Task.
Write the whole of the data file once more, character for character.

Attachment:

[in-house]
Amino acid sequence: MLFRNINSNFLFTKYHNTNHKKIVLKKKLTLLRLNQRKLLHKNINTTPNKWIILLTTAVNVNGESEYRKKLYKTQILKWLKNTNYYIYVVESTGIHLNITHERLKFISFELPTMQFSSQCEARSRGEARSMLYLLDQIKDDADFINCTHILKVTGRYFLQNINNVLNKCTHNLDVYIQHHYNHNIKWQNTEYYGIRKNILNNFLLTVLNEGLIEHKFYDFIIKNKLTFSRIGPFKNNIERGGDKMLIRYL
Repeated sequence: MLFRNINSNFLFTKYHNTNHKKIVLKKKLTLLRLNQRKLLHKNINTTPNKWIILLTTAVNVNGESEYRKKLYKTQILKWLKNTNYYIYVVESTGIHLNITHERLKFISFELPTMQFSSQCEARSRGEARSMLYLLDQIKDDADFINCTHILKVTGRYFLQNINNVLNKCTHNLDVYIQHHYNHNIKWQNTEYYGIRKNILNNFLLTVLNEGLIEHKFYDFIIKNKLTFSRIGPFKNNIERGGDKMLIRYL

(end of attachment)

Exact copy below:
[in-house]
Amino acid sequence: MLFRNINSNFLFTKYHNTNHKKIVLKKKLTLLRLNQRKLLHKNINTTPNKWIILLTTAVNVNGESEYRKKLYKTQILKWLKNTNYYIYVVESTGIHLNITHERLKFISFELPTMQFSSQCEARSRGEARSMLYLLDQIKDDADFINCTHILKVTGRYFLQNINNVLNKCTHNLDVYIQHHYNHNIKWQNTEYYGIRKNILNNFLLTVLNEGLIEHKFYDFIIKNKLTFSRIGPFKNNIERGGDKMLIRYL
Repeated sequence: MLFRNINSNFLFTKYHNTNHKKIVLKKKLTLLRLNQRKLLHKNINTTPNKWIILLTTAVNVNGESEYRKKLYKTQILKWLKNTNYYIYVVESTGIHLNITHERLKFISFELPTMQFSSQCEARSRGEARSMLYLLDQIKDDADFINCTHILKVTGRYFLQNINNVLNKCTHNLDVYIQHHYNHNIKWQNTEYYGIRKNILNNFLLTVLNEGLIEHKFYDFIIKNKLTFSRIGPFKNNIERGGDKMLIRYL